At the same time, we continue to intensify our relations with our special Partners -- Russia and Ukraine. I visited both these countries over the last few days, and I came away with a very favourable impression from both. In Moscow I discussed the tangible progress in NATO-Russia cooperation, including Russia’s contribution to NATO’s maritime operation in the Mediterranean Sea, and I was struck by the genuine interest of my Russian interlocutors to build on that progress. In Kyiv, I welcomed the Ukrainian Government’s aspiration to integrate into Euro-Atlantic structures. I noted the Government’s primary responsibility in introducing the necessary reforms to make that aspiration a reality. But I also assured my interlocutors of the Alliance’s strong commitment to assist Ukraine with these reforms, because their success is in the interest of Ukraine's longer term future and that of our relationship.
In addition to enhancing our relations with individual nations, we have also been looking to establish more structured relationships with other international organisations. This applies to the United Nations, the OSCE and the many Non-Governmental Organisations, with whom we have worked increasingly effectively in the Balkans and more recently in Afghanistan. But it applies in particular to NATO’s relationship with the European Union, which, regardless of the fate of its draft constitution, will continue to be a major international actor.
Just a few weeks ago, NATO and the European Union decided to help the African Union to expand its peacekeeping mission in the troubled Darfur region in Sudan. Darfur is a good example of the kind of crisis which NATO and the EU must be able to deal with in the future – working pragmatically with each other, with the United Nations and with other international actors. For that kind of effective cooperation to become the norm rather than the exception, we must establish a true strategic partnership between our organisations – a transparent partnership that extends to all areas where we have common security interests, where we can complement each other, and reinforce each other’s efforts. I believe that, as a new, self-assured member of both NATO and the EU, Slovakia can do much to promote such a strategic partnership.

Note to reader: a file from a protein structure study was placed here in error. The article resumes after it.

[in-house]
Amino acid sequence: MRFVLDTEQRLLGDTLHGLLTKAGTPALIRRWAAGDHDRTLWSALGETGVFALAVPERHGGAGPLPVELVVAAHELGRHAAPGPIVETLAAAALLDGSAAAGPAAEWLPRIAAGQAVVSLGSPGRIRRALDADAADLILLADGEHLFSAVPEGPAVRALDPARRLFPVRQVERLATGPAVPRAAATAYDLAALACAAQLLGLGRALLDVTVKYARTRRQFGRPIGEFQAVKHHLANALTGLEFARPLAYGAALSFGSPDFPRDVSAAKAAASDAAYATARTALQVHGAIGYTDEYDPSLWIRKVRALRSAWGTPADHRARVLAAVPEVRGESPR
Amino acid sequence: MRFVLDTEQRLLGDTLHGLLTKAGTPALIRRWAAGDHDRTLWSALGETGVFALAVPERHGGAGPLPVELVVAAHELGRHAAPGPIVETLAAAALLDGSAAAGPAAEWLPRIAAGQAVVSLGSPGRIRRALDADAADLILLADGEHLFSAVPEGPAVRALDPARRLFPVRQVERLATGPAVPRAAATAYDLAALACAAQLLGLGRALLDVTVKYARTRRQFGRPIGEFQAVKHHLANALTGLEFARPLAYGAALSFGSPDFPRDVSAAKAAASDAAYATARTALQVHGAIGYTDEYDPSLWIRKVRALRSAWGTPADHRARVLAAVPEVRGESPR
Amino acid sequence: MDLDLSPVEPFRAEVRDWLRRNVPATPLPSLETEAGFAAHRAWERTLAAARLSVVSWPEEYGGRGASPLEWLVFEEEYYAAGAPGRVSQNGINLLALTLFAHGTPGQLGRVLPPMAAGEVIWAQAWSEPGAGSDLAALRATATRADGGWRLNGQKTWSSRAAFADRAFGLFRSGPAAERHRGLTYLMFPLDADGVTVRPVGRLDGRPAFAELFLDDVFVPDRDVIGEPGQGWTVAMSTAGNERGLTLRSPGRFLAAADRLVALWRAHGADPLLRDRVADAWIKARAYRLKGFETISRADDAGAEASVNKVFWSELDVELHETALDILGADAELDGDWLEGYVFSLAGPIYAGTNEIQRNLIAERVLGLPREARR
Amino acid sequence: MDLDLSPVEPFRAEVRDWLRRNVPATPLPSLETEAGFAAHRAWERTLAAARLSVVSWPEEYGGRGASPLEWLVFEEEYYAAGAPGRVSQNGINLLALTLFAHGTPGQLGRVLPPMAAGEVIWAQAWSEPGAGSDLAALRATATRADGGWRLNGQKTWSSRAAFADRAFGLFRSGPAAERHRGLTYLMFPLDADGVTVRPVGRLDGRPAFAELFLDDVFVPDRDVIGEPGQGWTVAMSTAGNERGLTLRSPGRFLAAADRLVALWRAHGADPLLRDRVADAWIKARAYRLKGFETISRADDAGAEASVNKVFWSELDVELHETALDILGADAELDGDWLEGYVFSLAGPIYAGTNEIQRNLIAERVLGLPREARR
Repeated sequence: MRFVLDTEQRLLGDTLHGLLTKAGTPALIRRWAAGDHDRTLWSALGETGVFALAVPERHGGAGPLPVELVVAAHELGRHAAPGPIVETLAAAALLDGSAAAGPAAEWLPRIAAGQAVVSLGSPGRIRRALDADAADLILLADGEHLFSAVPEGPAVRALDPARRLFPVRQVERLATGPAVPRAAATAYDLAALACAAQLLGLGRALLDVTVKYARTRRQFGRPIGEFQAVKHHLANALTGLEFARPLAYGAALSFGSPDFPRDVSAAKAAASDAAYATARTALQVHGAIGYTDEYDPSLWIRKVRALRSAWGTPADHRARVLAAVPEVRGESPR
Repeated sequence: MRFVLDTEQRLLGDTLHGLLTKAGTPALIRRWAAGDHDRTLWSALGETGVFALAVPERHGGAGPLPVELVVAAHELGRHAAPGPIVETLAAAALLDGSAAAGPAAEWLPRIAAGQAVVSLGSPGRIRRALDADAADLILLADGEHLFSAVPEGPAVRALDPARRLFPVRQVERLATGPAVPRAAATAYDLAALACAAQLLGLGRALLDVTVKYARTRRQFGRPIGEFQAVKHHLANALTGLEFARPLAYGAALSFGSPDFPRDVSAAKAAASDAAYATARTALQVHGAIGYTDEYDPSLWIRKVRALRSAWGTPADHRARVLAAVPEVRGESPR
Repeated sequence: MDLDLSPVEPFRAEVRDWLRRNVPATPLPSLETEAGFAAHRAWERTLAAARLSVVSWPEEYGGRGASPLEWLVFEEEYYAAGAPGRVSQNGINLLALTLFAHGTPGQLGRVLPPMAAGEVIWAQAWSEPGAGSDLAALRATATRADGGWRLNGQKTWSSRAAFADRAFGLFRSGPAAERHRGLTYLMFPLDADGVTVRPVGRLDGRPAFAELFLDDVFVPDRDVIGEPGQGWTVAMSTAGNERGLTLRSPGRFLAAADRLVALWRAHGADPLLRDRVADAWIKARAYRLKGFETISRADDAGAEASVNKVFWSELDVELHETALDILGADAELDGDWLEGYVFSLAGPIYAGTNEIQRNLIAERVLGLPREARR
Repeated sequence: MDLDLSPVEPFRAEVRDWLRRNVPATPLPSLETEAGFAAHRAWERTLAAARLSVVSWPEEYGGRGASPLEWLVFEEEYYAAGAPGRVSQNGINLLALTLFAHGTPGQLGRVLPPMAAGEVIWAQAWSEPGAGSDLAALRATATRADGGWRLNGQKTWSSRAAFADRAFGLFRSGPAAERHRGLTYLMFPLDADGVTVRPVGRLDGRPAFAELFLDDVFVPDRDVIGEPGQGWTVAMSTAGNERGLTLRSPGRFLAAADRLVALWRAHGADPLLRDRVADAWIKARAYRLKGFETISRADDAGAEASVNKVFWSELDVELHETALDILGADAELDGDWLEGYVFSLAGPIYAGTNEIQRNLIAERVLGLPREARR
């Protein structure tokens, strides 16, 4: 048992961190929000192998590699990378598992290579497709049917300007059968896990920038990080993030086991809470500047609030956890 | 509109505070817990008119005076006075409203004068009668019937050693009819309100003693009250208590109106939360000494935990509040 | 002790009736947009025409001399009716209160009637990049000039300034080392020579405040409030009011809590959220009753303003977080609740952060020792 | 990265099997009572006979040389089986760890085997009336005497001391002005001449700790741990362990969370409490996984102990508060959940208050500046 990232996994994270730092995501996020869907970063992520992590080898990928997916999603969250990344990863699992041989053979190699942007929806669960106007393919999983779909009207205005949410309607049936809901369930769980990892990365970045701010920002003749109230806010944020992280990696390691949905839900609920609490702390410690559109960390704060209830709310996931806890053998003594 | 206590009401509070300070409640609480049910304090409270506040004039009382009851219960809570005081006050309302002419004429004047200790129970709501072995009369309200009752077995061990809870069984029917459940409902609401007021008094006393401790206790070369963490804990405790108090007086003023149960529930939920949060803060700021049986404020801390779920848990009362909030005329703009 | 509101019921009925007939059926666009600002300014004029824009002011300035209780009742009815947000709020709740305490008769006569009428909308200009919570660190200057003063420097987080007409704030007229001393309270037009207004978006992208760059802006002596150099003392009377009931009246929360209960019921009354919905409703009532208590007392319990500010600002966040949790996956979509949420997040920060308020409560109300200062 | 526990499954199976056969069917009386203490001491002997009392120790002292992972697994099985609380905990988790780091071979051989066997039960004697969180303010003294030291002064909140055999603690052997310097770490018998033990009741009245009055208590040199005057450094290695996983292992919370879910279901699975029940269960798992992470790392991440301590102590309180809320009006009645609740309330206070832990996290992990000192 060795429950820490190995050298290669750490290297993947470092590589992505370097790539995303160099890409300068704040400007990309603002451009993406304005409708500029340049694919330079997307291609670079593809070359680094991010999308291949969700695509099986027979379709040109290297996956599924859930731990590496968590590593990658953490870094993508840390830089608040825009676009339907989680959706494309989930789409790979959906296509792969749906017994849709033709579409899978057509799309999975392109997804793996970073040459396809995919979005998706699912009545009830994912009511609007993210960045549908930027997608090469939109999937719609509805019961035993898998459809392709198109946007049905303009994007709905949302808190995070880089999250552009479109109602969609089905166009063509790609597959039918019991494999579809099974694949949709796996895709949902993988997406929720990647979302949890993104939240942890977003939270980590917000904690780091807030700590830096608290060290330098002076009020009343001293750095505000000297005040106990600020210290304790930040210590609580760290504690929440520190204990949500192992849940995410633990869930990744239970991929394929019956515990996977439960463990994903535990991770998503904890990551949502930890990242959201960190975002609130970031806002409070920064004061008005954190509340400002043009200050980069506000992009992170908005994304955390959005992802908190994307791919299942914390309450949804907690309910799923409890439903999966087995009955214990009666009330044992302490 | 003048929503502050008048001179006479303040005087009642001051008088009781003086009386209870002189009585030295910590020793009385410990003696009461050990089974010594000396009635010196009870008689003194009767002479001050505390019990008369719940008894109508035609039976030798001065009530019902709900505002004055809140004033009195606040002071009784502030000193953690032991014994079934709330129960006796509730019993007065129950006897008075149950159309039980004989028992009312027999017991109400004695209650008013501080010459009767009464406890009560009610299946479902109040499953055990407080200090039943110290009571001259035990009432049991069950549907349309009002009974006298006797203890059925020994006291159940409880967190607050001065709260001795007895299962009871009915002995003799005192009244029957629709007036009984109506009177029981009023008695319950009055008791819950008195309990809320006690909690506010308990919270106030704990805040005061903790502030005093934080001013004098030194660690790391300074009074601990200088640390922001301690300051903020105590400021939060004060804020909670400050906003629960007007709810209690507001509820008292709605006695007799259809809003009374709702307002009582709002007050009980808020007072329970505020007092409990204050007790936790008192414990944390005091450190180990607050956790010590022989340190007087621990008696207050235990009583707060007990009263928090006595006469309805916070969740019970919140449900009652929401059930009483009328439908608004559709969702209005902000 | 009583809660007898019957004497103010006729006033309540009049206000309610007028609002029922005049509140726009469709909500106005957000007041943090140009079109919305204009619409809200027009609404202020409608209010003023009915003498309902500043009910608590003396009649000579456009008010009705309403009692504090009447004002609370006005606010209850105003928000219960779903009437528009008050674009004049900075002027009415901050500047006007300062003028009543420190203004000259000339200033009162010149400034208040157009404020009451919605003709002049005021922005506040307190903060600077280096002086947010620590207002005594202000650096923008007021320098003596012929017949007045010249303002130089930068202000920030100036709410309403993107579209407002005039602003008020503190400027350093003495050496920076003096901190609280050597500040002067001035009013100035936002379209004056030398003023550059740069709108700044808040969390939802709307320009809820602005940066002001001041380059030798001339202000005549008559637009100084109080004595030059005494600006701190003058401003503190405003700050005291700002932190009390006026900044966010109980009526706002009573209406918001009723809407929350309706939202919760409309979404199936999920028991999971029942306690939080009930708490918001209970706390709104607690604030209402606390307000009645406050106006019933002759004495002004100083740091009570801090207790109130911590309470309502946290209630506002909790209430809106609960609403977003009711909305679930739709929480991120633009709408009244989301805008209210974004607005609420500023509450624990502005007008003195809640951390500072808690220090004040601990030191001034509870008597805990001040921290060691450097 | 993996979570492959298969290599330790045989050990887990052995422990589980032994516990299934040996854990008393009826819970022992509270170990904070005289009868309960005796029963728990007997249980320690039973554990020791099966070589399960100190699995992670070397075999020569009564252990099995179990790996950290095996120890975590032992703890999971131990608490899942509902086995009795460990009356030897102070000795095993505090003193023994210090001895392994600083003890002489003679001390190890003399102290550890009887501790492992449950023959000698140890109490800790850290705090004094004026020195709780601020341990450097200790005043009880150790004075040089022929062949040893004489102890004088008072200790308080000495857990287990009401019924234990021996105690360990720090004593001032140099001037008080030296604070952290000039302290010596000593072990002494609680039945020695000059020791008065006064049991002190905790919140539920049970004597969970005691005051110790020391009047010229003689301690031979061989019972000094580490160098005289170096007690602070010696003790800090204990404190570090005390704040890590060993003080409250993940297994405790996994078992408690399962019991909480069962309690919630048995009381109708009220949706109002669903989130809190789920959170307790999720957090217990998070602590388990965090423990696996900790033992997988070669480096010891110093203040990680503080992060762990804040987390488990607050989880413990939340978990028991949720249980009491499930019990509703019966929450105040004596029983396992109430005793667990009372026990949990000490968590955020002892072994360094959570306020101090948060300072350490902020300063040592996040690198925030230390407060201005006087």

Finally, it is my conviction that we need to further strengthen the Alliance as an essential forum for transatlantic strategic and political consultation. As we face new and complex challenges to our security – terrorism, proliferation, “failed states”, it is imperative that we debate these issues in the NATO context. NATO’s work here in Europe is far from being done, but we are also reaching out to other parts of the world in dialogue and cooperation – Central Asia, the Caucasus, Northern Africa, the broader Middle East. And we must continue to adapt the ways and means in which we do our business to the changing circumstances.
It is vital that those challenges are discussed in NATO. That the Allies share views and shape consensus -- and that they are ready, if necessary, to take action together. All our capitals will maintain bilateral relationships. It is normal, and indeed desirable, that the European Union’s dialogue with Washington and Ottawa intensifies. But the transatlantic Allies need a structured, permanent forum to discuss the key security issues that they face together. NATO is not just an instrument for effective action, but also a forum for that kind of structured political debate. Slovakia can do much to preserve, and to strengthen, both these vital functions of the Alliance.
Ladies and Gentlemen,
The world is changing, and NATO is changing with it. The Alliance today is quite different from the organisation which Slovakia set out to join well over a decade ago. We know, however, that Slovakia understands the need for NATO to continue to evolve, in order to remain an anchor of stability in a dramatically different security environment. What is more, Slovakia not only understands the need for NATO to change -- it is also willing, and able, to play its part in that transformation. That, I believe, is a strong vindication of all those who saw the future of this country in NATO, and who worked so very hard to make that vision a reality. It is also why we are glad to have Slovakia on the NATO team today.
Thank you.(ª) Turkey recognises the Republic of Macedonia with its constitutional name